Industrial Series – Monono Aware
Originally, Japan had a tradition of finding beauty in transience as seen in 'mono no aware もののあはれ (the sadness or pathos of things)' affected by Mujokan無常観 (Buddhist concept of the impermanence of worldly things) in Buddhism.
I never thought of myself as a Buddhist though many everyday customs, attitudes and behaviours of people,are influenced by Buddhism, Confucianism and Shinto in Japan. I am not the exception.
Industrial vases are made from the chimneys of nuclear power station.
It was one winter day I was looking out the window on the train. I saw those chimneys. The scenery somehow reminded me of Chinese poet Du Fu’s (712-770) work.
Empire broken mountain river remain.
State ruined mountains-rivers survive.
Nation broken mountain river exist.
Country damaged mountains rivers here.
The state is destroyed; hills, rivers, remain.
Nation fallen, yet nature's alive.
I have read this not from the original but in the chapter ‘Hiraizumi’in ‘The narrow passage to the deep north’ by Matsuo Basho (166-1694). Similar expression can be seen in the opening of ‘Hojo-ki’ by Kamono Chomei（1155-1216）. Architecture of late 60s, 70s and 80s also reminded me of these phrase. They are in a way quite ugly, yet, give me a strange fondness as they are so ‘Monono aware.’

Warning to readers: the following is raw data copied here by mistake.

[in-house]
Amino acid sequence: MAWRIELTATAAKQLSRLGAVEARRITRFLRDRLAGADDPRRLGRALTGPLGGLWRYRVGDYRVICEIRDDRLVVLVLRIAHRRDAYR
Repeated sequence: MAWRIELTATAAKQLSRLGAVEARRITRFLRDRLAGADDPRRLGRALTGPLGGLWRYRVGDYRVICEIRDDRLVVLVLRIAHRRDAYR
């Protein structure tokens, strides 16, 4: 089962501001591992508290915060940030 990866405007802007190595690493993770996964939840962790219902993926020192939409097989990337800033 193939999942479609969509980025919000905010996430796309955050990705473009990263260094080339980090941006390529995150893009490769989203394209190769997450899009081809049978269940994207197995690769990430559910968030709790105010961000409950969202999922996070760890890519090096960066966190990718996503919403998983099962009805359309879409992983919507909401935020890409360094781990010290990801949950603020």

This is not very relevant, but in some way, may help non-Buddhists understand this concept of ‘Monono aware’. Let's say Richard Wentworth’s works are very ‘Monono-aware’, in a modern way. This British artist is not a Buddhist, obviously, but pathos of the things, mismatch and adaptation of old and new, strangely gives me the impression of beauty of the impermanence of worldly things.
Oku no Hosomichi (奥の細道?, originally おくのほそ道, meaning "Narrow road to/of the interior"), translated alternately as The Narrow Road to the Deep North and The Narrow Road to the Interior, is a major work of haibun by the Japanese poetMatsuo Bashō, considered "one of the major texts of classical Japanese literature."The narrow passage to deep north（奥の細道）